The journey of a thousand miles begins with a small step. This Chinese proverb, probably dating as far back as 6th century BC, accurately captures the genesis of momentous change – in any field. This year, India’s EV industry appears to have taken that crucial step.Of course, the industry’s base is still statistically negligible – even when the sales dataset is magnified under an electronic microscope. But it is expanding, pointing perhaps to the biggest change in mobility since gasoline-fired engines replaced horse-drawn carriages at the turn of the 20th century in Europe’s richer neighbourhoods and the eastern seaboard in North America.
In fact, in the first half of FY22, EV sales have more than tripled to 1.18 lakh units while a chip shortage of prodigious dimensions has squeezed the sales growth of ICE (internal combustion engine) cars.
New EV launches led by Tata Motors and electric two and three wheelers have been providing the required impetus. Until September, electric two-wheeler sales stood at 58,264 units and three-wheelers at 59,808 units as per data compiled by policy body, Centre for Energy Finance at Council on Energy, Environment and Water at Centre for Energy Finance (CEEW-CEF).Experts attribute the surge to both demand- and supply-side factors. Outreach by manufacturers, improved charging infrastructure, price parity with conventional vehicles due to federal incentives and falling battery prices are driving sales.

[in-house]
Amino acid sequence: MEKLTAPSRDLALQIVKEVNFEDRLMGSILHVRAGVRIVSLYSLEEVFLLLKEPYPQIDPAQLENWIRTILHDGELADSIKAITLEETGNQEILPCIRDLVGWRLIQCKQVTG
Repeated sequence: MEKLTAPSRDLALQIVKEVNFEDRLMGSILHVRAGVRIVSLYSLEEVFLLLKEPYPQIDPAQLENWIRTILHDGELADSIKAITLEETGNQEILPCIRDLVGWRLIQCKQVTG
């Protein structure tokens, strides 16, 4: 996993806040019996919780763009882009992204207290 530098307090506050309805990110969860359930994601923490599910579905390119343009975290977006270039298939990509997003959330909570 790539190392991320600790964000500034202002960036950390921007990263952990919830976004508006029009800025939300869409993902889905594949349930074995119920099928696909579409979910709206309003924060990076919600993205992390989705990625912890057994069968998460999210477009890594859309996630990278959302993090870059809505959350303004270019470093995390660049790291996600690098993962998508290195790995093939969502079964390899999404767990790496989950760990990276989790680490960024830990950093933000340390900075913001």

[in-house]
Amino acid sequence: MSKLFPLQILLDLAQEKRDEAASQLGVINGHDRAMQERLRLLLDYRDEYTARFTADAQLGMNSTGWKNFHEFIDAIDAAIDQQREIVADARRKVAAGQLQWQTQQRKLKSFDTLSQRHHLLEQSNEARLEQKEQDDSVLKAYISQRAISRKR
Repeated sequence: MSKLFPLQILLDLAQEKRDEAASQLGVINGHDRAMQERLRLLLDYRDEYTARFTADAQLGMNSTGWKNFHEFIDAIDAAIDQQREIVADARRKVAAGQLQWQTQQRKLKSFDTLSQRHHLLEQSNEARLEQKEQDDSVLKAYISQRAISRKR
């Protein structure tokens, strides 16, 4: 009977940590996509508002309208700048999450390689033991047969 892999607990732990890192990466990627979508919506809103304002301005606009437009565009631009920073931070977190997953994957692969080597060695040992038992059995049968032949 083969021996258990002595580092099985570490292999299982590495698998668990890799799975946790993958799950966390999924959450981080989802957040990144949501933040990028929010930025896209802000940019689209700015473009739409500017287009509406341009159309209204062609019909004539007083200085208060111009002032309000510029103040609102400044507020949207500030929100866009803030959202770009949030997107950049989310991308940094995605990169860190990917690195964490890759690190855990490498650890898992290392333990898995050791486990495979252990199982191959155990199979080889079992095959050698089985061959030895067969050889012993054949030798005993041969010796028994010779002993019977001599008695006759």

“Incentives and various initiatives have aided growth as we continue to see a hockey stick kind of a growth going forward,” says Naveen Munjal, MD, Hero Electric. “It is only a matter of time where various states apart from the ones that rolled out individual incentives will also come up with sops to make EVs an attractive option.”
India has already sold 1.18 lakh EVs, which is 90% of the total sales last FY.
“Financial incentives by the Centre and state governments are attracting new EV buyers whereas rising fuel costs are increasing the operational expenditure for ICE vehicle owners,” said Rishabh Jain, programme lead, CEEW-Centre for Energy Finance.
Initially, the biggest demand for EVs came in from the commercial segment. The last few months have seen a sea change.”With better awareness and acceptance for EVs, there is traction even from the rural markets in the non-commercial segment too,” said Sulajja Firodia Motwani, CEO, Kinetic Green Energy & Power Solutions. Targeted access to funding is needed for the industry to expand.
We need to work hard to ensure infrastructure, supply, and financing. FAME II is very helpful on the financing piece, but there needs to be more specialised financing, maybe EV funds, platforms… more debt,” said Mahua Acharya, MD of state-owned Convergence Energy Solutions Services (CESL).
Tata Motors continues to see traction for its EVs in personal mobility – Nexon and Tigor.